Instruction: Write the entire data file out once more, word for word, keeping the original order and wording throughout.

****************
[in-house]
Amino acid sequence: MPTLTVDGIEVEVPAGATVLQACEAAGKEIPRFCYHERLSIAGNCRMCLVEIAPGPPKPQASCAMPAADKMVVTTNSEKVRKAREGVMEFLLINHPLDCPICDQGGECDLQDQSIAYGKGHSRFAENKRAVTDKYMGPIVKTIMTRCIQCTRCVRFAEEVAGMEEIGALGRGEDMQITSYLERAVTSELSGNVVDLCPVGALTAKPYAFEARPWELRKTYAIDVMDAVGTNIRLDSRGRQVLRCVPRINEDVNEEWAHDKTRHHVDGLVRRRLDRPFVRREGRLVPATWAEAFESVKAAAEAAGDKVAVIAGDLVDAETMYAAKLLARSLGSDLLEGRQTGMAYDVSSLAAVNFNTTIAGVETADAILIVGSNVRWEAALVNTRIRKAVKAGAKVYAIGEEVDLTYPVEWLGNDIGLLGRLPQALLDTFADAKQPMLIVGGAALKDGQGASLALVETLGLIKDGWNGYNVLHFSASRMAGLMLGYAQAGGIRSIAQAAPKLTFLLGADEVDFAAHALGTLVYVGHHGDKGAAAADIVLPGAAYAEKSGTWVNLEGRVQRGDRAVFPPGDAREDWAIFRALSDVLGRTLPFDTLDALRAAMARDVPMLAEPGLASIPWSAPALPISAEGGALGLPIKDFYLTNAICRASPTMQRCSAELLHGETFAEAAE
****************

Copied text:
[in-house]
Amino acid sequence: MPTLTVDGIEVEVPAGATVLQACEAAGKEIPRFCYHERLSIAGNCRMCLVEIAPGPPKPQASCAMPAADKMVVTTNSEKVRKAREGVMEFLLINHPLDCPICDQGGECDLQDQSIAYGKGHSRFAENKRAVTDKYMGPIVKTIMTRCIQCTRCVRFAEEVAGMEEIGALGRGEDMQITSYLERAVTSELSGNVVDLCPVGALTAKPYAFEARPWELRKTYAIDVMDAVGTNIRLDSRGRQVLRCVPRINEDVNEEWAHDKTRHHVDGLVRRRLDRPFVRREGRLVPATWAEAFESVKAAAEAAGDKVAVIAGDLVDAETMYAAKLLARSLGSDLLEGRQTGMAYDVSSLAAVNFNTTIAGVETADAILIVGSNVRWEAALVNTRIRKAVKAGAKVYAIGEEVDLTYPVEWLGNDIGLLGRLPQALLDTFADAKQPMLIVGGAALKDGQGASLALVETLGLIKDGWNGYNVLHFSASRMAGLMLGYAQAGGIRSIAQAAPKLTFLLGADEVDFAAHALGTLVYVGHHGDKGAAAADIVLPGAAYAEKSGTWVNLEGRVQRGDRAVFPPGDAREDWAIFRALSDVLGRTLPFDTLDALRAAMARDVPMLAEPGLASIPWSAPALPISAEGGALGLPIKDFYLTNAICRASPTMQRCSAELLHGETFAEAAE